Berberian Sound Studio: A mild-mannered sound designer / foley artist is hired to work on an Italian Giallo (B-move slasher) film – and goes a bit mad in the process. The director is clearly fixated on the mechanics of period cinema: there’s a lot of shots of spinning reels, needles, gauges, readings, dials, etc. This is interesting for about 2 minutes. Then there’s the foley work where you see how everyday objects make unlikely sounds. This is interesting for about 10 minutes (tops!). If only the director had been so fascinated by things like plot, dialogue, editing, and entertainment – all of which are categorically absent from this. It feels like a 10 minute short stuffed to breaking point with so much pointless filler. It keeps cutting to a ‘Silence!’ sign – for no reason. There are lingering close ups of rotten vegetables – for no reason. There’s a tantalisingly sexy Italian receptionist – for no reason. Finally, for a movie about movie sound, the sound mix is laughable – quiet LOUD quiet LOUD and some generically eerie scratching / screetching for dramatic effect. This 100% feels more like an art/pet project than a legitimate movie. Schmerschmerian Schmoud Schmudio. Bleurgh.
Blow Out: a sound effects artist records a car accident, but finds himself in danger as he tries to blow the top on a cover-up. This film is nothing short of a directorial masterclass: the visuals are filthy rich, with dozens of brilliantly filmed & striking scenes. De Palma is truly a master of ‘the shot’ as he effortlessly throws in a barrage of intricate, flashy, techniques: 360 spinning, dolly shots, split-screens, dual-focus, playing with depth of field & perspective… he has technical flare and style to burn here. Travolta matches this with an intense portrayal of an investigative man-on-the-edge. The music and sound effects are great, until the end when a cheesy score dominates the picture. The plot is good, and backstory perfectly stitched through the movie, My favourite aspect is the horror movie tropes being poked fun at through the sub-plot, particularly at the start: the opening film-in-a-film scene, and his previous movies named ‘Bloodbath’, ‘Bloodbath 2’, ‘Bad day at Blood Beach’, ‘Bordello of Blood’… Blow Out is a rare example of directorial technique, story, action, and acting being massaged together perfectly to create something powerful, dramatic and iconic – it’s enviable how good this movie is. I can’t wait to re-visit this already.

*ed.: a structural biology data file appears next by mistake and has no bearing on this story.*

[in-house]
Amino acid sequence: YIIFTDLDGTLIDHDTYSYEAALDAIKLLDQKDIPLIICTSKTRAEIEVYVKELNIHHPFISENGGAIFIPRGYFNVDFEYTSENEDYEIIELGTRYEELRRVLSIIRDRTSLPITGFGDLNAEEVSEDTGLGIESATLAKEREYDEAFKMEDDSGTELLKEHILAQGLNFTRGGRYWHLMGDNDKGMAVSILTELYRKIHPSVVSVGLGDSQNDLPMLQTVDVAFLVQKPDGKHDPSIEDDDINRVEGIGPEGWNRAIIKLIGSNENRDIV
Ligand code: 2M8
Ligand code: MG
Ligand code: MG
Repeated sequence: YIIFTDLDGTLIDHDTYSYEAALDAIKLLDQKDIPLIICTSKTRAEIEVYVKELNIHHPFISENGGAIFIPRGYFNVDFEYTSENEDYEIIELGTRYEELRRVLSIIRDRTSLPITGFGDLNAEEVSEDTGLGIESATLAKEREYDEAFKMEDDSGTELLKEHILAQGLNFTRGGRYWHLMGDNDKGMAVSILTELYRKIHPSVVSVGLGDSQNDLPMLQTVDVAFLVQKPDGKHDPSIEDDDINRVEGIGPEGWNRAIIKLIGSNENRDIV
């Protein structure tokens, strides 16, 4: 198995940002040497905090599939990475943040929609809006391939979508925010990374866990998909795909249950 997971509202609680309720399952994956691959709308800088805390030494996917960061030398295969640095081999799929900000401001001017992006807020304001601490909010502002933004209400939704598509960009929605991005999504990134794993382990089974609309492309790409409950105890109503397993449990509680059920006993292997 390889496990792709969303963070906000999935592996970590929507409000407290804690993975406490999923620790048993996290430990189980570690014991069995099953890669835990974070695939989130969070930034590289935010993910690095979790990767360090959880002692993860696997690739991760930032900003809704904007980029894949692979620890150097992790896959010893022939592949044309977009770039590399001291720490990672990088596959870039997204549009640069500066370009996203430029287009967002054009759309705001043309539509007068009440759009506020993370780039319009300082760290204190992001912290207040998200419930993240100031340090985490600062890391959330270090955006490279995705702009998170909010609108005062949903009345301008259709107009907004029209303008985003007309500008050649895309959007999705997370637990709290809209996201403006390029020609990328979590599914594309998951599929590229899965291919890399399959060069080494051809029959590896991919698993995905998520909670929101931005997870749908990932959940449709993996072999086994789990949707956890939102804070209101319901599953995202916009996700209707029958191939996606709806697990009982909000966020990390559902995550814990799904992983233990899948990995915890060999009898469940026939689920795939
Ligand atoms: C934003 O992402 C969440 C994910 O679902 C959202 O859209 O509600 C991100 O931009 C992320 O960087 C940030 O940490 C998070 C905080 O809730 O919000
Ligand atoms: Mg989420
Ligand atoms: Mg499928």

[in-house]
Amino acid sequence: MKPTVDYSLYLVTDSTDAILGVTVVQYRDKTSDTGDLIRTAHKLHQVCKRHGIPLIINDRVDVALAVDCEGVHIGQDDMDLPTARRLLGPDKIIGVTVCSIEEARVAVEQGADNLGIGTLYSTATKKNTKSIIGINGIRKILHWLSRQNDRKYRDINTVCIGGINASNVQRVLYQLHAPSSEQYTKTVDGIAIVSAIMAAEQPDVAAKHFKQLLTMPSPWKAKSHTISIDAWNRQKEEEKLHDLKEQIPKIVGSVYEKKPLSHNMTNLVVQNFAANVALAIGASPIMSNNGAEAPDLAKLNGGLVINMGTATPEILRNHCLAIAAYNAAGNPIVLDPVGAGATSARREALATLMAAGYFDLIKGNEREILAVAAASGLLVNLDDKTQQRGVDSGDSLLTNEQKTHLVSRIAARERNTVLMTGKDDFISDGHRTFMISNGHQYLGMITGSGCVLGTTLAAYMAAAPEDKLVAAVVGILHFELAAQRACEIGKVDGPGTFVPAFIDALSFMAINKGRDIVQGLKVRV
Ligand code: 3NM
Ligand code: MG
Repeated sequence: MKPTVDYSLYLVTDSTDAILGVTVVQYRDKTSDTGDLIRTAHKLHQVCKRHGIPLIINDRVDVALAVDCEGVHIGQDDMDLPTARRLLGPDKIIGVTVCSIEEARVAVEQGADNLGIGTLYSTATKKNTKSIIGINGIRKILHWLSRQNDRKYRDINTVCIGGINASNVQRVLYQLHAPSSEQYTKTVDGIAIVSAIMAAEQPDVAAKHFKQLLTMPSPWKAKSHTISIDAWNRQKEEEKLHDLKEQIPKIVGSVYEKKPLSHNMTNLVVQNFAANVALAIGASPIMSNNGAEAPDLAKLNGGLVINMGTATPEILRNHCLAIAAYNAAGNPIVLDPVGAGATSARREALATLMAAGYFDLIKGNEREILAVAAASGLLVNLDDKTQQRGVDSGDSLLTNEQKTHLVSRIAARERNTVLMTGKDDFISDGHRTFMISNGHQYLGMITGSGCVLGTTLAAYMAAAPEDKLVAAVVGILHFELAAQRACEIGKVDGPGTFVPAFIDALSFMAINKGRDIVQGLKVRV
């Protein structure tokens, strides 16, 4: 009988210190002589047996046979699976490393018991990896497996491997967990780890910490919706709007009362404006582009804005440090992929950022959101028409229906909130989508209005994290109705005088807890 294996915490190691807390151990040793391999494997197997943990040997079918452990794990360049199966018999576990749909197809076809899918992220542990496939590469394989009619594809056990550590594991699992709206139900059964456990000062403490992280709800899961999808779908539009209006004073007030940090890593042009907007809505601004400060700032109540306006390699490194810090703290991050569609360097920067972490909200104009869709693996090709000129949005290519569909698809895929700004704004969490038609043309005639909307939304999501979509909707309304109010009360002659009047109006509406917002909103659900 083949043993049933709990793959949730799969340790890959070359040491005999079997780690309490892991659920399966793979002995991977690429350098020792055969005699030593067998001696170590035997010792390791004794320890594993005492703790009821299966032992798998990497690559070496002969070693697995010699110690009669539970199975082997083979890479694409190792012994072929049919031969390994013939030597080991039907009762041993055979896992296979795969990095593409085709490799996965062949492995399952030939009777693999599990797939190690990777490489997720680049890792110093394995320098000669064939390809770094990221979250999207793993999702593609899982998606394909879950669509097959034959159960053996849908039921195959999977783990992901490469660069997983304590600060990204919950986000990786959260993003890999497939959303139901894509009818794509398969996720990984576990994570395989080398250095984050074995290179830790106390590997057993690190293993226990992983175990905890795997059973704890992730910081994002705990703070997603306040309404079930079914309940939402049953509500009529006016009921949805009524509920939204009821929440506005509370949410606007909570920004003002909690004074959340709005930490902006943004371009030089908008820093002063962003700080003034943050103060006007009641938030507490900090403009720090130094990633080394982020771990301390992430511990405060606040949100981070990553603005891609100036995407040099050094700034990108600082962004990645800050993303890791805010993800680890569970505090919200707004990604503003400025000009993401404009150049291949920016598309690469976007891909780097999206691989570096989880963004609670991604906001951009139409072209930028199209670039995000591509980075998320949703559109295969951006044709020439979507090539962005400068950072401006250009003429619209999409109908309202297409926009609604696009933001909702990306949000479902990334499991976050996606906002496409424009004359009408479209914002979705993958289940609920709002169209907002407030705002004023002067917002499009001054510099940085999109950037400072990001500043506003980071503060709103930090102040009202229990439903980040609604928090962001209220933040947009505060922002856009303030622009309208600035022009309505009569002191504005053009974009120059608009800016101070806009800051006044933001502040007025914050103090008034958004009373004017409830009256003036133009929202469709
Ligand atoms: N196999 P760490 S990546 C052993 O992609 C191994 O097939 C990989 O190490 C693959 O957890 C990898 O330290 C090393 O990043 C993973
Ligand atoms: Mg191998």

Scream: looking back, this film is totally bizarre. A horror movie about ‘teens’ being aware that they’re living out a stereotypical slasher scenario. Aimed at fans of the genre it’s full of clichés and a classic horror references; both explicitly and through visual homage. Although it’s very gory the humor and self-referencing irony ruins the potential scariness of the film. The high level of ‘borrowed’ content also detracts from how unique the concept of scream was. Ultimately, it became the phenomenon that kick-started a new wave of horror films (& parodies) and although it’s a bit self-indulgent, I take my hat off to Craven for continually pushing the envelope. It also left me wondering what ever happened to the perky Neve Campbell and Rose McGowan? An instant classic that’s entertaining, original, quotable and is ingrained in so many peoples brains all these years on. There’s word on Scream 4 coming out next year, better dig out your box set! Do you like scary movies?